Alabama Legislature Rejects Waxman-Markey Principles

Published September 1, 2009

The Alabama legislature has passed a resolution stating any action to address global climate change should be done in a way that “safeguards American jobs, ensures affordable energy for citizens, and maintains America’s global competitiveness.”

More, Not Less, Energy

In light of the nation’s growing energy needs, the resolution states, “any system to regulate greenhouse gas emissions must ensure the availability of sufficient, affordable energy, including clean energy, before restricting emissions in a manner that could reduce the volume of energy available to consumers.”

Mindful of the burden to American consumers from high energy costs, the resolution states, “any system to regulate greenhouse gas emissions must not add to the already high costs of power and gasoline.”

Overseas Emissions Growth

The resolution notes “the greenhouse gas emissions of developing countries are rising more rapidly than the emissions of the United States and have surpassed the greenhouse gas emissions of the United States and other developed countries.”

In light of the growth and development occurring in developing nations such as India and China, “any system to regulate greenhouse gas emissions must not eliminate American jobs and diminish the ability of American industry to compete in the global marketplace,” the legislature resolved.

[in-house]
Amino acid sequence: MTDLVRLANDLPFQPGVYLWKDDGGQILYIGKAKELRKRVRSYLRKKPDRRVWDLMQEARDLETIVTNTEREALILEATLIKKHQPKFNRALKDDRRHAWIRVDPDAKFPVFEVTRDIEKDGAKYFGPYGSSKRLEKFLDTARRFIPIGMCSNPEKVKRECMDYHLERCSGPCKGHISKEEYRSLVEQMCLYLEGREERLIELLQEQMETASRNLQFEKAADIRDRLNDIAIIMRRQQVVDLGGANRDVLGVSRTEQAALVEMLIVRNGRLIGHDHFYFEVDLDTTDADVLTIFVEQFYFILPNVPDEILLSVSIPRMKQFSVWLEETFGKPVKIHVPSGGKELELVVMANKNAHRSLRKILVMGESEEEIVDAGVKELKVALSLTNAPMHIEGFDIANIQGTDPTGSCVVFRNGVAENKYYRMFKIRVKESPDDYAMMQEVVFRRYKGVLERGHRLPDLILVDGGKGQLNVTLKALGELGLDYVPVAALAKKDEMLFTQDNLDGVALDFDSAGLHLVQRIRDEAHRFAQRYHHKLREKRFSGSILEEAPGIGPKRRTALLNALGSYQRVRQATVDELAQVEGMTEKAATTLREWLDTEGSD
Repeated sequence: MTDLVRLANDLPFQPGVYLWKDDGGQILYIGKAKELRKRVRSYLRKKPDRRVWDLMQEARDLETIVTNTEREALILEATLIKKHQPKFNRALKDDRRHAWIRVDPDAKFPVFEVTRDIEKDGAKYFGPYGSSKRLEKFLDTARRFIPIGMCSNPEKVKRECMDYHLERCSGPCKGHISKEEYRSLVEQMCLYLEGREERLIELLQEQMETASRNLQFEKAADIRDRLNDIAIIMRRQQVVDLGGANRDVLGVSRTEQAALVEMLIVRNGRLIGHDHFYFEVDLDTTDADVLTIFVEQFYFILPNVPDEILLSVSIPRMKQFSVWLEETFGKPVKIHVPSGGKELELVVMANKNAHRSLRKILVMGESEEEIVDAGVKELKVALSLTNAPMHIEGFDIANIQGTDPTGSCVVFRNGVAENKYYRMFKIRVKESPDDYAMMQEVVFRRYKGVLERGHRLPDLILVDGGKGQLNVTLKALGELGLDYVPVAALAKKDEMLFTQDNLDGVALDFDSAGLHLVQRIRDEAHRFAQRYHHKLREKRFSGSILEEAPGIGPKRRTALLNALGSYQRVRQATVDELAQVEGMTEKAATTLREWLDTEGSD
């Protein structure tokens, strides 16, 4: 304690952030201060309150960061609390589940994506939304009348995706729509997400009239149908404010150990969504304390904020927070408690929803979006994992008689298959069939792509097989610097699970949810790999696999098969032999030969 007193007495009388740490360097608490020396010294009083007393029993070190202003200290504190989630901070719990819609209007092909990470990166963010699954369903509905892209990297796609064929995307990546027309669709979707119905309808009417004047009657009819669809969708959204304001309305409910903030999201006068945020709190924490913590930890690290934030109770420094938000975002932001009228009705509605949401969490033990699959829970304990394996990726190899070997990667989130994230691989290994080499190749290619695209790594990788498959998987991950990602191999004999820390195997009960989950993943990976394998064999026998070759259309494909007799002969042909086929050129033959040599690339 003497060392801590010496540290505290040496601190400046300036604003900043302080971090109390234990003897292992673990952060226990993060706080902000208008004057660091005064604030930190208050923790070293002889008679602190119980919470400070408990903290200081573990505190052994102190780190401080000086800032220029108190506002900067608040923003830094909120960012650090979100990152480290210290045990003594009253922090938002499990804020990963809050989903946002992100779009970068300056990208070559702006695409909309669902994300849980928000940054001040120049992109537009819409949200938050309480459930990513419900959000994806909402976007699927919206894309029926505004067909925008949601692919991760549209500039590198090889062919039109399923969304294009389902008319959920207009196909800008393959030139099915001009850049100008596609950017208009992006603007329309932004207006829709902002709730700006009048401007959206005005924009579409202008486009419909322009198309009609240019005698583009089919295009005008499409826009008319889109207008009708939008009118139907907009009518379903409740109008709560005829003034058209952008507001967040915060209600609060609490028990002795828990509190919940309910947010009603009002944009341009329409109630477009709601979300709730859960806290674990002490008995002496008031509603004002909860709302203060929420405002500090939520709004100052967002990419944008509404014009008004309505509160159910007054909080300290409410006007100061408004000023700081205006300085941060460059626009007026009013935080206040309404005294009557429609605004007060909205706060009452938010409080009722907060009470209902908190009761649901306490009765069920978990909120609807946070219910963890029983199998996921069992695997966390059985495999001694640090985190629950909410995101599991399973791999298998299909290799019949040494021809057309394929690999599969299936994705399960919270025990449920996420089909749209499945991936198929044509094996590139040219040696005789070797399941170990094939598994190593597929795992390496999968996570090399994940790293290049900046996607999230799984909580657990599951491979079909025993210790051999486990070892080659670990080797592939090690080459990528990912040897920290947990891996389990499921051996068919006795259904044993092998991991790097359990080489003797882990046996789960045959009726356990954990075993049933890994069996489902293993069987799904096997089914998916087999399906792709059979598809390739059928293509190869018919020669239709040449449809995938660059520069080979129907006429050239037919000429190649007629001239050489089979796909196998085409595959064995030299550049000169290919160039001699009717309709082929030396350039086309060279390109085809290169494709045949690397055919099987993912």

Bipartisan Opposition

Sterling Burnett, a senior fellow at the National Center for Policy Analysis, says the resolution shows Alabama is putting American consumers first. And in light of the unanimous vote by Alabama’s congressional delegation against the Waxman-Markey energy bill, the state’s lawmakers are also standing up to harmful climate legislation at the federal level, Burnett notes.

“There’s no way around it,” said Burnett. “The Waxman-Markey bill is a monstrosity that will harm the American economy, make the poor less well off, hurt everyone’s pocketbooks, and help our foreign competitors in China and India.”

Jobs at Risk

The resolution noted Alabama has lost 84,800 manufacturing jobs since 1998 and manufacturing contributes $27 billion to the Alabama economy, 19 percent of the gross state product.

“We were pleased that several very direct and strongly worded resolutions passed the Alabama Legislature in opposition to the pending federal energy tax, known as cap and trade,” said Michael Ciamarra, vice president of the Alabama Policy Institute.

“Legislative resolutions reflect the prevailing consensus of a majority of a state legislature and are, generally, public policy statements,” Ciamarra added. “Both the Democratic leadership and the Republican leadership were unanimous in recognizing the devastating impact that the Waxman-Markey climate bill will have on the southern states.”

For example, Ciamarra notes, the energy bill would mean $337 million in new taxes for Alabama energy producers and $4.5 billion in new taxes for energy companies in the Southeast.

“Those costs will be passed on to ratepayers,” said Ciamarra. “Further, Waxman-Markey will require as much as 20 percent of a state’s energy to be produced by ‘renewable sources.’ Alabama can’t produce the necessary wind or solar energy to meet those heavy-handed, imposed government objectives.”

Drew Thornley ([email protected]) writes from Texas.